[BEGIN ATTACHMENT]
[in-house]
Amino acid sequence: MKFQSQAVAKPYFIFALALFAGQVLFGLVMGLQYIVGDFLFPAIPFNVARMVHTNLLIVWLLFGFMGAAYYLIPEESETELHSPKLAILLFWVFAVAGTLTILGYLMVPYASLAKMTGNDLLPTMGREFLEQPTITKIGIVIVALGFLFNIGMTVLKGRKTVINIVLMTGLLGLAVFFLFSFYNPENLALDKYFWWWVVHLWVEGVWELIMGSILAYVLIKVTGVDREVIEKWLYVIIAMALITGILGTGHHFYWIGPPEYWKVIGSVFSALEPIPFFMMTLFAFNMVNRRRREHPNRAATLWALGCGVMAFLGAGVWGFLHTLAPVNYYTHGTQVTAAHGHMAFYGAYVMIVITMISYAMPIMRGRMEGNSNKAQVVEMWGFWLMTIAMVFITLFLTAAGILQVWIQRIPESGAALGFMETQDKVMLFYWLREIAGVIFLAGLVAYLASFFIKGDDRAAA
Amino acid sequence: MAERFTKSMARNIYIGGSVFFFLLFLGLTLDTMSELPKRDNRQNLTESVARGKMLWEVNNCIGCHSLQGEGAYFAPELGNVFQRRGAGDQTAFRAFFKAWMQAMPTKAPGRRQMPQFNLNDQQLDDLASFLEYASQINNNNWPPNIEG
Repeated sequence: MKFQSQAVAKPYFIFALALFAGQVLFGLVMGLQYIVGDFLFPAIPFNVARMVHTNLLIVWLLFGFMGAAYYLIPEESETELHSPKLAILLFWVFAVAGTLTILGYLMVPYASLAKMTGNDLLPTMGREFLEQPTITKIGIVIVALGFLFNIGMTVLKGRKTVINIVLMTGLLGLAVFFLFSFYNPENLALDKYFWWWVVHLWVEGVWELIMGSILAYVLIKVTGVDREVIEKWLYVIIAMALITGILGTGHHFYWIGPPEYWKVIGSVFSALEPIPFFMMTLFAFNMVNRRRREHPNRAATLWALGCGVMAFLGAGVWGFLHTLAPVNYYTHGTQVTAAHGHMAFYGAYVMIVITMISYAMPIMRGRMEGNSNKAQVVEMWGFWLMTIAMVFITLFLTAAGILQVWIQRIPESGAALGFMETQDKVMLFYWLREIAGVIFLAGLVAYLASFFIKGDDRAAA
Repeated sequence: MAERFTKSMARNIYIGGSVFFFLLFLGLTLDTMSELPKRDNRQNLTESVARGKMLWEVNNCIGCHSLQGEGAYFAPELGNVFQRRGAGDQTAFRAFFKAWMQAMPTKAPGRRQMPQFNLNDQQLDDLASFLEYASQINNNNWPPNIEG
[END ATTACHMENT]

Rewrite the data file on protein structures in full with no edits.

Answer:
[in-house]
Amino acid sequence: MKFQSQAVAKPYFIFALALFAGQVLFGLVMGLQYIVGDFLFPAIPFNVARMVHTNLLIVWLLFGFMGAAYYLIPEESETELHSPKLAILLFWVFAVAGTLTILGYLMVPYASLAKMTGNDLLPTMGREFLEQPTITKIGIVIVALGFLFNIGMTVLKGRKTVINIVLMTGLLGLAVFFLFSFYNPENLALDKYFWWWVVHLWVEGVWELIMGSILAYVLIKVTGVDREVIEKWLYVIIAMALITGILGTGHHFYWIGPPEYWKVIGSVFSALEPIPFFMMTLFAFNMVNRRRREHPNRAATLWALGCGVMAFLGAGVWGFLHTLAPVNYYTHGTQVTAAHGHMAFYGAYVMIVITMISYAMPIMRGRMEGNSNKAQVVEMWGFWLMTIAMVFITLFLTAAGILQVWIQRIPESGAALGFMETQDKVMLFYWLREIAGVIFLAGLVAYLASFFIKGDDRAAA
Amino acid sequence: MAERFTKSMARNIYIGGSVFFFLLFLGLTLDTMSELPKRDNRQNLTESVARGKMLWEVNNCIGCHSLQGEGAYFAPELGNVFQRRGAGDQTAFRAFFKAWMQAMPTKAPGRRQMPQFNLNDQQLDDLASFLEYASQINNNNWPPNIEG
Repeated sequence: MKFQSQAVAKPYFIFALALFAGQVLFGLVMGLQYIVGDFLFPAIPFNVARMVHTNLLIVWLLFGFMGAAYYLIPEESETELHSPKLAILLFWVFAVAGTLTILGYLMVPYASLAKMTGNDLLPTMGREFLEQPTITKIGIVIVALGFLFNIGMTVLKGRKTVINIVLMTGLLGLAVFFLFSFYNPENLALDKYFWWWVVHLWVEGVWELIMGSILAYVLIKVTGVDREVIEKWLYVIIAMALITGILGTGHHFYWIGPPEYWKVIGSVFSALEPIPFFMMTLFAFNMVNRRRREHPNRAATLWALGCGVMAFLGAGVWGFLHTLAPVNYYTHGTQVTAAHGHMAFYGAYVMIVITMISYAMPIMRGRMEGNSNKAQVVEMWGFWLMTIAMVFITLFLTAAGILQVWIQRIPESGAALGFMETQDKVMLFYWLREIAGVIFLAGLVAYLASFFIKGDDRAAA
Repeated sequence: MAERFTKSMARNIYIGGSVFFFLLFLGLTLDTMSELPKRDNRQNLTESVARGKMLWEVNNCIGCHSLQGEGAYFAPELGNVFQRRGAGDQTAFRAFFKAWMQAMPTKAPGRRQMPQFNLNDQQLDDLASFLEYASQINNNNWPPNIEG